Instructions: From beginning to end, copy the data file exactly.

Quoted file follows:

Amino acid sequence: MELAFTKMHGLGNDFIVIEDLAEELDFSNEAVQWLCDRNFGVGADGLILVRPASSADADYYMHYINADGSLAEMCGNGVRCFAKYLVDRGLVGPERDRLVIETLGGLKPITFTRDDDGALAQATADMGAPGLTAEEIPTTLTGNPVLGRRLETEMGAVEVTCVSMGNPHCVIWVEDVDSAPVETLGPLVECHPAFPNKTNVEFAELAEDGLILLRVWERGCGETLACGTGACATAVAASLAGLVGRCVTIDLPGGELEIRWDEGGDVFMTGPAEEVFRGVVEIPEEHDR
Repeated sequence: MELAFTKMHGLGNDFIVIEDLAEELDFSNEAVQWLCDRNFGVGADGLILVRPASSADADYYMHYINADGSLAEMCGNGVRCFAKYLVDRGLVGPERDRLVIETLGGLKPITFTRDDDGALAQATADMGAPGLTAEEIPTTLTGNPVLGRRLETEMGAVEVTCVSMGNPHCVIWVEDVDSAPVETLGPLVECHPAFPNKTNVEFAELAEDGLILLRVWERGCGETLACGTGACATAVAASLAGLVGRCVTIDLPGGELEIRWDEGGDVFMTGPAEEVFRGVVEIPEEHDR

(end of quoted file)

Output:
Amino acid sequence: MELAFTKMHGLGNDFIVIEDLAEELDFSNEAVQWLCDRNFGVGADGLILVRPASSADADYYMHYINADGSLAEMCGNGVRCFAKYLVDRGLVGPERDRLVIETLGGLKPITFTRDDDGALAQATADMGAPGLTAEEIPTTLTGNPVLGRRLETEMGAVEVTCVSMGNPHCVIWVEDVDSAPVETLGPLVECHPAFPNKTNVEFAELAEDGLILLRVWERGCGETLACGTGACATAVAASLAGLVGRCVTIDLPGGELEIRWDEGGDVFMTGPAEEVFRGVVEIPEEHDR
Repeated sequence: MELAFTKMHGLGNDFIVIEDLAEELDFSNEAVQWLCDRNFGVGADGLILVRPASSADADYYMHYINADGSLAEMCGNGVRCFAKYLVDRGLVGPERDRLVIETLGGLKPITFTRDDDGALAQATADMGAPGLTAEEIPTTLTGNPVLGRRLETEMGAVEVTCVSMGNPHCVIWVEDVDSAPVETLGPLVECHPAFPNKTNVEFAELAEDGLILLRVWERGCGETLACGTGACATAVAASLAGLVGRCVTIDLPGGELEIRWDEGGDVFMTGPAEEVFRGVVEIPEEHDR